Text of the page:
- born in Shiga prefecture, Japan in 1958.
- started to use single-lens reflex camera for taking astronomical photographs at age 10.
- have started to take photographs by digital single-lens reflex camera, do image procession and color management officially since 2008.
- was fascinated by printing on Japanese paper and then started to study the gradation peculiarity on every printing paper.
- became a member of Samurai Foto in 2013.
- the finalist of the Photolucida Critical Mass in 2016
English / 日本語
Nowadays, natural disasters occur throughout the world and expand its damage. Heavy natural destruction is the biggest contributor to natural disasters. I strongly insist that we need to restore the respect for nature in order to live on the earth for many years to come. Also, we should be wise to know how to overcome natural disasters and live stronger… Since ancient times, numerous natural disasters have affected people in Japan. We have a feeling of awe and sacred of nature. And we have a philosophy of conquering the sadness and emptiness of the disasters. They are Japanese idealism. I want many people in the world know our spirits so as to reduce disasters and I hope my photographs help people who are in the face of adversities.
The three important factors for my expression in my projects are; first, the existence of outline of the object that can strongly indicate my theme, second, the imagination that allows us to travel back to the ancient times when we awed nature, and third, the existence of colors that invoke them.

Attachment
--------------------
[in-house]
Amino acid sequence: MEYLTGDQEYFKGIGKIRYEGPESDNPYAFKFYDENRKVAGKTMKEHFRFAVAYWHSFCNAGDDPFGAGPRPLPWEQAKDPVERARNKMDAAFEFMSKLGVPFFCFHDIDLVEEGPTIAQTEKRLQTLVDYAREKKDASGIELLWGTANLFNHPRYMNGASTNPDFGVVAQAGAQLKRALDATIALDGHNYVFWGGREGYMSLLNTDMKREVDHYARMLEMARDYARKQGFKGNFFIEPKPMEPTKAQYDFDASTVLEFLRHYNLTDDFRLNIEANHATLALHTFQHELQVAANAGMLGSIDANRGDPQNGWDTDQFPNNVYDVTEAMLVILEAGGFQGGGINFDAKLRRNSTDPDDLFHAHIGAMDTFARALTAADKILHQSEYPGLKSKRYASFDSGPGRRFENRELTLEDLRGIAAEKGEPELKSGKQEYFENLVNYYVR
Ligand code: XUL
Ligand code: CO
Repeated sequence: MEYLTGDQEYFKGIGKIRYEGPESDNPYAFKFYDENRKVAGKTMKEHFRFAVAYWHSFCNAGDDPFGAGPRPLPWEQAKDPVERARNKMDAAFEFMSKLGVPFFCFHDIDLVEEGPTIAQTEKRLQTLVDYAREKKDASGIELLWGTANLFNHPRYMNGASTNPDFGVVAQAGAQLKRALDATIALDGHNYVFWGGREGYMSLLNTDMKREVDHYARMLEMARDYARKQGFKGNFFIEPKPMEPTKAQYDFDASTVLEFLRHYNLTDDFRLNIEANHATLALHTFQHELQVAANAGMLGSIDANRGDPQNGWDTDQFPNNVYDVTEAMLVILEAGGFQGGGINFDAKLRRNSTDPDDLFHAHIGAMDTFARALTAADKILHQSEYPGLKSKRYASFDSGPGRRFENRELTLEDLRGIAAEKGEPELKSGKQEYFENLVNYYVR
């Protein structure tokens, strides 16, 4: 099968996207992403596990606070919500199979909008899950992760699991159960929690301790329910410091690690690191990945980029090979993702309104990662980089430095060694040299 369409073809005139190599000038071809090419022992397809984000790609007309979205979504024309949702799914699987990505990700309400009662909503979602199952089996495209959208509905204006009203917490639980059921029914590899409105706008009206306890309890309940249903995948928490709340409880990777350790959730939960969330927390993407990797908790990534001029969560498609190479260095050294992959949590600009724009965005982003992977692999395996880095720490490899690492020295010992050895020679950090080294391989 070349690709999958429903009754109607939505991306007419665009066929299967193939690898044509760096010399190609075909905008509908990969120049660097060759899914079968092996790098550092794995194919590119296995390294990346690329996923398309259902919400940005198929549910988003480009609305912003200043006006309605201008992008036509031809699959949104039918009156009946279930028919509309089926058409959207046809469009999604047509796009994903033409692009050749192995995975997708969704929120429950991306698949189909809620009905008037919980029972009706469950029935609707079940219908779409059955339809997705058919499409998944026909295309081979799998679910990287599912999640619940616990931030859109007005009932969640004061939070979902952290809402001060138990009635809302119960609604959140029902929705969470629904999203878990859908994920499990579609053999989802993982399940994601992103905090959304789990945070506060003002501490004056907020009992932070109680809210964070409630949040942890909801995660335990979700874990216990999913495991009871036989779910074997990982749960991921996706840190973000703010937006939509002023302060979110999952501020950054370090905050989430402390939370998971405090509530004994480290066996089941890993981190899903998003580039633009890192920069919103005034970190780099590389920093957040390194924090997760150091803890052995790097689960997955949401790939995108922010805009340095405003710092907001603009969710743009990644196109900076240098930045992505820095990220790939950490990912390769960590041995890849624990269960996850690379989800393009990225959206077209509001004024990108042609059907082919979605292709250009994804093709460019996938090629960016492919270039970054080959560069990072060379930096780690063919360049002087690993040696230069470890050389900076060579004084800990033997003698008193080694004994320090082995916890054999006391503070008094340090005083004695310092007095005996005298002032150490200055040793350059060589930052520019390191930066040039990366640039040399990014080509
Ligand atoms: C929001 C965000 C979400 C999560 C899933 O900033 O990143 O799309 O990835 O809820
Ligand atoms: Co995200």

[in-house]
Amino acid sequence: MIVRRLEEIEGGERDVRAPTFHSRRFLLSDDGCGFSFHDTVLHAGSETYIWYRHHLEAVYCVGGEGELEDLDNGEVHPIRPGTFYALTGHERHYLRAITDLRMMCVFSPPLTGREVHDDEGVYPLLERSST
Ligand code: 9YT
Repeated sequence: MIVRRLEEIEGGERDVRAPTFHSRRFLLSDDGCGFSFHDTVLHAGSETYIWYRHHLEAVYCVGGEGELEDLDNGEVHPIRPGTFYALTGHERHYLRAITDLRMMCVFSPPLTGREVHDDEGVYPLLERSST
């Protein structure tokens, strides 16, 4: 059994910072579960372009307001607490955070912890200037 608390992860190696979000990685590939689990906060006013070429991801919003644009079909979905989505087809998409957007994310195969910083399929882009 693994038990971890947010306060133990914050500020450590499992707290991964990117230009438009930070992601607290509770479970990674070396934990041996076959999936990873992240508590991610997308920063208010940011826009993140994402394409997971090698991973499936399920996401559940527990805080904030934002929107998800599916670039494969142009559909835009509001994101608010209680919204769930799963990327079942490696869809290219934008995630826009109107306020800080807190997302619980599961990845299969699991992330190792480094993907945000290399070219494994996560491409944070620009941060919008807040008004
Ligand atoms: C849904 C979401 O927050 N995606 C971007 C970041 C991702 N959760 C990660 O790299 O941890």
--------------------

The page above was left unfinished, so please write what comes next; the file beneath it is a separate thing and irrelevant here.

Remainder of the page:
Outline of objects is something that only humans can recognize. I was attracted to the strong impression and effects that these lines can bring to my photos as I compared them with ordinary photos without them.
As I emphasized the shape of the objects by showing the outlines, I omitted and simplified my expression by eliminating unnecessary details as much as possible and flattened the tones. By doing so, I thought my theme would stand out better.
As a result of my endavor of omitting and simplifying, I was able to find my expression having something common with a traditional Japanese‘Ukiyo-e’or woodblock print. I somewhat feel I was able to understand how Hiroshi Yoshida (1876-1950), a famous Japanese woodblock artist, felt when he had shifted away from oil painting/ watercolor and turned to woodblock.